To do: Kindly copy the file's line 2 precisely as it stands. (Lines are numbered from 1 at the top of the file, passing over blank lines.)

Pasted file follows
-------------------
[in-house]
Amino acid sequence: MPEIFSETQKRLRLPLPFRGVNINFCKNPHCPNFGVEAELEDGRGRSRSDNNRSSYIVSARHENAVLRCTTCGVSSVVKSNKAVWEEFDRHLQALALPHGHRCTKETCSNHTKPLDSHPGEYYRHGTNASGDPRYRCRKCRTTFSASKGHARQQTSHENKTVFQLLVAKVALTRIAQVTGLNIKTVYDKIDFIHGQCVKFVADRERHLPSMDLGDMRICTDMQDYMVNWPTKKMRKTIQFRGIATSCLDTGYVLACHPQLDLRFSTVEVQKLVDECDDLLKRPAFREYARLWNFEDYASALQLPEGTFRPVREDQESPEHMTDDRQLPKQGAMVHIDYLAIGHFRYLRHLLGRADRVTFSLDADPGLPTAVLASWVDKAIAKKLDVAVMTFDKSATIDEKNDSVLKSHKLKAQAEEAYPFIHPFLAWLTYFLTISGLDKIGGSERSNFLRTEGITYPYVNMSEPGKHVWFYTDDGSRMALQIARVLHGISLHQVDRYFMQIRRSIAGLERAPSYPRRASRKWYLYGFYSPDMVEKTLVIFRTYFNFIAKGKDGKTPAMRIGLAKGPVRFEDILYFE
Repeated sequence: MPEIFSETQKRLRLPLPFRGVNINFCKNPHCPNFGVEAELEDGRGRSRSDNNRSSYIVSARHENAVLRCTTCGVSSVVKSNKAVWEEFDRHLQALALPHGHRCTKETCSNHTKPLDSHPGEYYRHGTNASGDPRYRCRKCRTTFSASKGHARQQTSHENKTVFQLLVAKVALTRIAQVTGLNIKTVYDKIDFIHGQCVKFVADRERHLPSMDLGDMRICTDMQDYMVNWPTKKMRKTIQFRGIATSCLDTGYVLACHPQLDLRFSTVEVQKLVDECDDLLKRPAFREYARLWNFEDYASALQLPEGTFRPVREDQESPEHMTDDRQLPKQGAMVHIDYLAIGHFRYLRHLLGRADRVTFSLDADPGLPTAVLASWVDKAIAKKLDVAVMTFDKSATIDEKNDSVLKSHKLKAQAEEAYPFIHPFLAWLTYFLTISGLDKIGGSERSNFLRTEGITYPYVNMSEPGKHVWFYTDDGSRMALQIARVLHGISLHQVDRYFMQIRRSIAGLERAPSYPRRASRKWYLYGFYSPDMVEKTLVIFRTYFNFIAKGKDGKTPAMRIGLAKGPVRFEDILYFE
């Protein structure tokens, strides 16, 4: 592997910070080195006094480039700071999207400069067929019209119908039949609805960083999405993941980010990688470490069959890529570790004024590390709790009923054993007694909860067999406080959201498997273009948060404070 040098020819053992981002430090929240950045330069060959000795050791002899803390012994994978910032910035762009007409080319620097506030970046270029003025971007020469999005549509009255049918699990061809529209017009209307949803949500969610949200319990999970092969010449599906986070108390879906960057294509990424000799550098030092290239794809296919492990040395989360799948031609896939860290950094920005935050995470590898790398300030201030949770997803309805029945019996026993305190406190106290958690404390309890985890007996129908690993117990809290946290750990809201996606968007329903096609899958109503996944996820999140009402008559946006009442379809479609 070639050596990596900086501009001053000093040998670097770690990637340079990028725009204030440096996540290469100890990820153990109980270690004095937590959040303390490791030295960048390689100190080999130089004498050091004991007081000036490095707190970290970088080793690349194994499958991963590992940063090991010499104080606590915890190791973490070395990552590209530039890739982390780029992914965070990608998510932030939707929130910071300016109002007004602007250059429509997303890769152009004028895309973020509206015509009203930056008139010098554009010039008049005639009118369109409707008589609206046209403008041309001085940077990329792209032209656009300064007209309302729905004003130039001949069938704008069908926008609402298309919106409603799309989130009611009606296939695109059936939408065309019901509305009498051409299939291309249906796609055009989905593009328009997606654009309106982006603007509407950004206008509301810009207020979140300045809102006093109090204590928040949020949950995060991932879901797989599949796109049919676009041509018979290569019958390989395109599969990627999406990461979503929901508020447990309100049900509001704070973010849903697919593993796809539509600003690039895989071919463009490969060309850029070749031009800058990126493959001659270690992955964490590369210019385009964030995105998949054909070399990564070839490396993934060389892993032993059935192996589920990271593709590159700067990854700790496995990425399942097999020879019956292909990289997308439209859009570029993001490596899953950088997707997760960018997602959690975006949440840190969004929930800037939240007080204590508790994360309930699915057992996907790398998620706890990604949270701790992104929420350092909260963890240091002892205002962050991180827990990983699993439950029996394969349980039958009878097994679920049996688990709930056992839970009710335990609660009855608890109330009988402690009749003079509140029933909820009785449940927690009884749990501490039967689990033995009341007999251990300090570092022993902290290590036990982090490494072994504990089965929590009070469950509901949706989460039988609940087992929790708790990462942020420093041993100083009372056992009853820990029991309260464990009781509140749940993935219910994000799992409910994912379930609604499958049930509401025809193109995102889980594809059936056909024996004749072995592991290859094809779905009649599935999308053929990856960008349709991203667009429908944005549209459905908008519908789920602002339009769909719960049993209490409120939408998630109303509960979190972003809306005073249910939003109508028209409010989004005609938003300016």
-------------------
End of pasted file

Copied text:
Amino acid sequence: MPEIFSETQKRLRLPLPFRGVNINFCKNPHCPNFGVEAELEDGRGRSRSDNNRSSYIVSARHENAVLRCTTCGVSSVVKSNKAVWEEFDRHLQALALPHGHRCTKETCSNHTKPLDSHPGEYYRHGTNASGDPRYRCRKCRTTFSASKGHARQQTSHENKTVFQLLVAKVALTRIAQVTGLNIKTVYDKIDFIHGQCVKFVADRERHLPSMDLGDMRICTDMQDYMVNWPTKKMRKTIQFRGIATSCLDTGYVLACHPQLDLRFSTVEVQKLVDECDDLLKRPAFREYARLWNFEDYASALQLPEGTFRPVREDQESPEHMTDDRQLPKQGAMVHIDYLAIGHFRYLRHLLGRADRVTFSLDADPGLPTAVLASWVDKAIAKKLDVAVMTFDKSATIDEKNDSVLKSHKLKAQAEEAYPFIHPFLAWLTYFLTISGLDKIGGSERSNFLRTEGITYPYVNMSEPGKHVWFYTDDGSRMALQIARVLHGISLHQVDRYFMQIRRSIAGLERAPSYPRRASRKWYLYGFYSPDMVEKTLVIFRTYFNFIAKGKDGKTPAMRIGLAKGPVRFEDILYFE